The past few weeks in the United States have been painful – for the nation at large, but particularly for the Black community. The combination of a global pandemic that is disproportionately harming and killing Black people and a police system that is disproportionately destroying and ending Black lives has re-opened wounds that never seem to close.
But, history has shown that some of our most difficult moments often lead to some of the greatest transformations in American society.
This past Memorial Day, George Floyd, a Black man who before his death was a musician and a beloved member of the community, was murdered by a police officer in front of dozens of witnesses and cameras. Floyd’s death has led to weeks of protest against police violence across the country. Even as hundreds of thousands of Americans have come out to protest the preponderance of police violence against unarmed civilians, many police officers have proven the legitimacy of these concerns by using excessive force to crack down on these protests.
What happened to George Floyd has happened many times before around the country – so many times that black parents have a different version of “the talk,” during which they teach their children how to survive interactions with the police.
Despite the fact that none of this is new, something feels different about this moment. This time, it feels like America is finally paying attention. People who have never protested before or never understood the need for organizations like Black Lives Matter and Campaign Zero are hitting the streets to demand an end to police brutality. This level of sustained outrage and activism from a multi-racial group of Americans has not been seen since the Civil Rights movement, and it is already leading to radical changes in policy and public opinion. This moment is forcing Americans to try and see the disparate impacts of heavy-handed policing on communities of color. Some surveys have shown that support for Black Lives Matter among white Americans has increased more in the 2 weeks following the murder of George Floyd than in the previous 2 years.
Black communities have been sounding the alarm about police brutality and the over-surveillance of majority-Black communities for decades. They have criticized the modern police as a system that maintains White Supremacy by both failing to protect Black people and causing deep and lasting harm to those communities. For many in the Black community, the obvious solution is to dismantle the current system of policing and replace it with something that actually does the thing it purports to do – serve and protect.
This view is becoming increasingly popular, particularly among young people and people of color. Calls to abolish or defund the police have come from activists and criminal justice experts for decades, becoming louder in recent weeks.
While a complete overhaul of policing in the United States will likely take time and an even more drastic change in public opinion, state and local governments across the country are already taking smaller steps to address the issue of police violence.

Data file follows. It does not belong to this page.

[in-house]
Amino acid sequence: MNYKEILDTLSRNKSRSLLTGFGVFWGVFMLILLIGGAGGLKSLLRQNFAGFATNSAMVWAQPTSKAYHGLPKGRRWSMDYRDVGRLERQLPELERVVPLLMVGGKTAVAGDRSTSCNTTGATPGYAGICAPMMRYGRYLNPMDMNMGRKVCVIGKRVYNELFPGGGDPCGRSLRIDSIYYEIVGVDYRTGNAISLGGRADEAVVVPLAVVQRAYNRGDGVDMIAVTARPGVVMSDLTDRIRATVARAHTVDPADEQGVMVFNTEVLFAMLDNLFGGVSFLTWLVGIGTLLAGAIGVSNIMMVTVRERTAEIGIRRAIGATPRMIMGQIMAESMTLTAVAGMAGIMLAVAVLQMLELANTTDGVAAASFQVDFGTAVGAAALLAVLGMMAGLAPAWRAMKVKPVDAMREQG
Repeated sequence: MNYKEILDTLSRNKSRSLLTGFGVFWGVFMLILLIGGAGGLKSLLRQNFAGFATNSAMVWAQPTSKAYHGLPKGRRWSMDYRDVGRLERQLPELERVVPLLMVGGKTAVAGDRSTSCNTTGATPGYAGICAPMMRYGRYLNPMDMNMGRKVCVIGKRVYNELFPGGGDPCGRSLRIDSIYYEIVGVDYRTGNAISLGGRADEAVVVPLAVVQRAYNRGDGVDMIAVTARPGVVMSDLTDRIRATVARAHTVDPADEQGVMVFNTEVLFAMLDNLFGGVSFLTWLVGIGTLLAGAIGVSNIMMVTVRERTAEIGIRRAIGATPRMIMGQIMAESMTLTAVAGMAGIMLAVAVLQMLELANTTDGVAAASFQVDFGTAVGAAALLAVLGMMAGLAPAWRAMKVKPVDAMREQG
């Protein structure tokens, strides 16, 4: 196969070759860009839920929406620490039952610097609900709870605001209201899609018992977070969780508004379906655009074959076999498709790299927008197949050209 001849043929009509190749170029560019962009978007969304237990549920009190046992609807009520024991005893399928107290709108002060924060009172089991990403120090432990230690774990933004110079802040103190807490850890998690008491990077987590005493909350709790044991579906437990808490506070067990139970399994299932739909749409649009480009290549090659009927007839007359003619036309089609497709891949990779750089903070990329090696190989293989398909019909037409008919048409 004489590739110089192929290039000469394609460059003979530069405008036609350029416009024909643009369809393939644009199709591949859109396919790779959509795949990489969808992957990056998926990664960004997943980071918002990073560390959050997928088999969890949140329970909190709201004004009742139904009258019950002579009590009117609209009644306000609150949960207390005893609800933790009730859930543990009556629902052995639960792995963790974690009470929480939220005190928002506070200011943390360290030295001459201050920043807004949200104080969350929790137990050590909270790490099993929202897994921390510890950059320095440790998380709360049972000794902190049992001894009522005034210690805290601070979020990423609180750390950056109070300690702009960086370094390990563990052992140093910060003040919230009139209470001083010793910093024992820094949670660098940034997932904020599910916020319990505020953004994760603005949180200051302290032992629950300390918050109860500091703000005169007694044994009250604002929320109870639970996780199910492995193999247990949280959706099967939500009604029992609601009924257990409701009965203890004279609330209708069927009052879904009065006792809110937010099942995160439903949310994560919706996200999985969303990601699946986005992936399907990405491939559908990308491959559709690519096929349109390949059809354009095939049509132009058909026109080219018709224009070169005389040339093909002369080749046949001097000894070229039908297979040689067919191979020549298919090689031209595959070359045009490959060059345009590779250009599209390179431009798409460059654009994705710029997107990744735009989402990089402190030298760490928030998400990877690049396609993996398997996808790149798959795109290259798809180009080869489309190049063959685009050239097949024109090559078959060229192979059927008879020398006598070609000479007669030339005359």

Campaign Zero, which aims to end police violence in America, has also seen some success with its #8CantWait campaign, which calls for 8 key reforms:
The campaign, however, has been criticized for not going far enough and for possibly causing harm to the ultimate goal of police abolition by convincing Americans that tinkering at the edges of the issue will eliminate the problem.
Still, hundreds of state and local governments across the country are already implementing some of the planks of the 8 Can’t Wait Campaign. Here are a few examples at the municipal level:
Important changes like these are also happening at the state legislative level. States around the country are also pushing new pieces of legislation to address police violence, and renewing support for older legislation that has failed in the past. Here are a few examples:
While all of these pieces of legislation represent a shift in the right direction, it should be stressed that for many activists and criminal justice experts, the abolition of our current system of policing, as well as the prison industrial complex, is the ultimate goal of any serious criminal justice reform. While there has been little support among lawmakers for such measures, dismantling and recreating the police has been tried with success in the United States before, most notably in Camden, NJ.
One of the few places to seriously consider abolishing the police today is Minneapolis, the city where George Floyd was killed. Nine members of the Minneapolis City Council, which constitutes a veto-proof majority, have announced plans to dismantle the Minneapolis Police Department and replace it with something new.
Not every police department is making radical changes, and the changes will be uneven across the country, but this moment has forced Americans to expand our view of what is possible. Public opinion and public policy are moving at a speed that was previously unimaginable, with new proposals coming out everyday.
This moment might be difficult and frightening, but there is reason to be optimistic that it is also transformative. We are seeing hard-won victories around the country from activists and advocacy groups that have been working to make meaningful reforms to policing for years.
None of these changes are enough, and certainly, none of them will bring back the lives we have already lost. But, many of our leaders across the country are working to meet this moment, and it’s our job to encourage them when they get it right and push them to go even further.